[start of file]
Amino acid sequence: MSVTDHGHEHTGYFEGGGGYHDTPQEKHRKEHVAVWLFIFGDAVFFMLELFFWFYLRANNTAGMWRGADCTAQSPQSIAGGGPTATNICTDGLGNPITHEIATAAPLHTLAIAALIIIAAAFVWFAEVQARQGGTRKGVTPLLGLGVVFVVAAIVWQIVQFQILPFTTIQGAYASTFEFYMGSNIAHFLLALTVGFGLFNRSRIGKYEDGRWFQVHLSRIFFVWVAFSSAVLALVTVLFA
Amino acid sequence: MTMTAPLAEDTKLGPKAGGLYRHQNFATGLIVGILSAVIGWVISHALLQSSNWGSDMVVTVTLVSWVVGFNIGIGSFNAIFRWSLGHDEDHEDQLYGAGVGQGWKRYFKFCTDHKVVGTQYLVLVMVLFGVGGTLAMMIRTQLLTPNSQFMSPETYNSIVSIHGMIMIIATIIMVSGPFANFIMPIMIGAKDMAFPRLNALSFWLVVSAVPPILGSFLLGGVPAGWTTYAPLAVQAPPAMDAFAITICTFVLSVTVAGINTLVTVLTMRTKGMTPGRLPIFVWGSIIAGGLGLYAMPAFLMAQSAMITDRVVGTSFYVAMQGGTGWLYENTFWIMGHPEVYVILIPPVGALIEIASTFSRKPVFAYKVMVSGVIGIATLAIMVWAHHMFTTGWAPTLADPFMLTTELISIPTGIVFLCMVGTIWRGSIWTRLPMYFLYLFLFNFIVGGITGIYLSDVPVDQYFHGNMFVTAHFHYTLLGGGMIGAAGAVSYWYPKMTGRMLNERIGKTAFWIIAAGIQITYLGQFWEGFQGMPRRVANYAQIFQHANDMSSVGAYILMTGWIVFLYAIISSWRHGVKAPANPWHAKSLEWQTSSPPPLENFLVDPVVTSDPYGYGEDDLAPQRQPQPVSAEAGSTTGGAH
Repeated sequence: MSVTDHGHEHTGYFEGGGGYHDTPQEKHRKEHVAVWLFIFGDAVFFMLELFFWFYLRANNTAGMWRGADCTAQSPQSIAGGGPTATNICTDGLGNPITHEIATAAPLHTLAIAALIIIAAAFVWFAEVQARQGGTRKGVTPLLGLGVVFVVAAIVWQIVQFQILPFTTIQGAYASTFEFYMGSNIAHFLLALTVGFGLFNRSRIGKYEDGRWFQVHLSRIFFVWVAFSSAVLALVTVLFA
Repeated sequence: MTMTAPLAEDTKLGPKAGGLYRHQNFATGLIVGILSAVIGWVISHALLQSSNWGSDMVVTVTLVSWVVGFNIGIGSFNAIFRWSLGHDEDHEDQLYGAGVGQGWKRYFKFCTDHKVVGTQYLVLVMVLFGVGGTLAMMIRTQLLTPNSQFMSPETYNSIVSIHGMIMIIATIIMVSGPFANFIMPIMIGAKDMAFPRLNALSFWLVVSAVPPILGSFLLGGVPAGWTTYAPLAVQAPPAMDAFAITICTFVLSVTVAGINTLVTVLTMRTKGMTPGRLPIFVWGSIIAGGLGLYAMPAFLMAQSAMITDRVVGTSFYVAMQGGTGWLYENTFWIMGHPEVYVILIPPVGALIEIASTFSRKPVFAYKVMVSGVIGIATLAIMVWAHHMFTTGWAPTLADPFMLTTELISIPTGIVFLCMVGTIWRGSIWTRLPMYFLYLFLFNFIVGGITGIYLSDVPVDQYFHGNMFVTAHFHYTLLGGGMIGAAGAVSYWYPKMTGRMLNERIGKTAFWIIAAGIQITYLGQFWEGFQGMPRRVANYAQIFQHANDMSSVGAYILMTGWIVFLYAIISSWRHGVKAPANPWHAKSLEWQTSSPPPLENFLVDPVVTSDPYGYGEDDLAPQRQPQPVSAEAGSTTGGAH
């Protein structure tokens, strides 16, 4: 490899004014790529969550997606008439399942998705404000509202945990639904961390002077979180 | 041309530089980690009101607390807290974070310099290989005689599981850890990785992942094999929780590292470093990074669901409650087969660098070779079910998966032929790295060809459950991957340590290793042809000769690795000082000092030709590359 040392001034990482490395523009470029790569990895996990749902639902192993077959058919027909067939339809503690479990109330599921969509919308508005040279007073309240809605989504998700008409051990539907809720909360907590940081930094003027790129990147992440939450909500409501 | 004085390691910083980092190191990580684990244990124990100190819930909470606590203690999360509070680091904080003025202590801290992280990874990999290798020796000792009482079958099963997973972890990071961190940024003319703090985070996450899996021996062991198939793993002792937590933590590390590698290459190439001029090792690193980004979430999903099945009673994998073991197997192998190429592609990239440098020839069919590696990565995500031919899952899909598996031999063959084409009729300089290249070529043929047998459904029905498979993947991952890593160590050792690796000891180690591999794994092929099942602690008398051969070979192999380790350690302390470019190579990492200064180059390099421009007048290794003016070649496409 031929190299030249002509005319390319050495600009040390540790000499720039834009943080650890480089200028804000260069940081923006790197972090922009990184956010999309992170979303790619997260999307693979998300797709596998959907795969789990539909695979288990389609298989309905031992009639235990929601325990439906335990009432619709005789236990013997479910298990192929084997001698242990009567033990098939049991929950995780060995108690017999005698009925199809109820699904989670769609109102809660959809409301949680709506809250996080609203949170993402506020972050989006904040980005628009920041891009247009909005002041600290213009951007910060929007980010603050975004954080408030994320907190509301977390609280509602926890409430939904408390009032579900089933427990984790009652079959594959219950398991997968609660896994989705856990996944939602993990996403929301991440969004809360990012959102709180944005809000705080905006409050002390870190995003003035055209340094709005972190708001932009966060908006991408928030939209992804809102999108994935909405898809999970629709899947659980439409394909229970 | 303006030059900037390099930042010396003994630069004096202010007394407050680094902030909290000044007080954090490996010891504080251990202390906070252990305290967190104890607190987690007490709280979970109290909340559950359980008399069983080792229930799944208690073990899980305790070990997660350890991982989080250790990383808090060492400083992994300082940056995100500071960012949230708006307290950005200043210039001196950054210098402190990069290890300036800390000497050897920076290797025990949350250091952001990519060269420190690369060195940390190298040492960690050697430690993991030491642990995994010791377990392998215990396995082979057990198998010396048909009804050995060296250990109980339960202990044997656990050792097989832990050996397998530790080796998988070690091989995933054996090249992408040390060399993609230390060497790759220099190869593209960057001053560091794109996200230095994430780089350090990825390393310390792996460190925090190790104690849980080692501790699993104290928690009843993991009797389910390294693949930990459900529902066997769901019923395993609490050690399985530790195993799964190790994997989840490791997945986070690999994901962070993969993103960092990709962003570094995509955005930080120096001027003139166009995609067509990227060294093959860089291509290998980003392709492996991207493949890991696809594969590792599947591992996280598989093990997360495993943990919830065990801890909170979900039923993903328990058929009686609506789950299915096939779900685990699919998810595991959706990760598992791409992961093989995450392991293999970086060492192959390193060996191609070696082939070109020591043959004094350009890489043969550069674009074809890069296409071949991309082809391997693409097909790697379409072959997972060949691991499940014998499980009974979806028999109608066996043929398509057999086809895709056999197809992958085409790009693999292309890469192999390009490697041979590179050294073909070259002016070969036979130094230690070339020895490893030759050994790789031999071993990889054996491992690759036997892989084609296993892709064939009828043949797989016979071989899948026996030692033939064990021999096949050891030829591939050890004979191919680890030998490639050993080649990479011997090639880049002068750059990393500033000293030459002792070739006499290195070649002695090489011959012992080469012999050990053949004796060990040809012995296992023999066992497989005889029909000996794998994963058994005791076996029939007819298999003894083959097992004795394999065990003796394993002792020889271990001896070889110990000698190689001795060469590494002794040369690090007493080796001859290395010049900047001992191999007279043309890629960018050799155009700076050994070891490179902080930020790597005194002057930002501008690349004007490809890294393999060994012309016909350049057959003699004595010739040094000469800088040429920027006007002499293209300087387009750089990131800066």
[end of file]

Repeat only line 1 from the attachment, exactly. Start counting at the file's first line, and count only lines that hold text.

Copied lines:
Amino acid sequence: MSVTDHGHEHTGYFEGGGGYHDTPQEKHRKEHVAVWLFIFGDAVFFMLELFFWFYLRANNTAGMWRGADCTAQSPQSIAGGGPTATNICTDGLGNPITHEIATAAPLHTLAIAALIIIAAAFVWFAEVQARQGGTRKGVTPLLGLGVVFVVAAIVWQIVQFQILPFTTIQGAYASTFEFYMGSNIAHFLLALTVGFGLFNRSRIGKYEDGRWFQVHLSRIFFVWVAFSSAVLALVTVLFA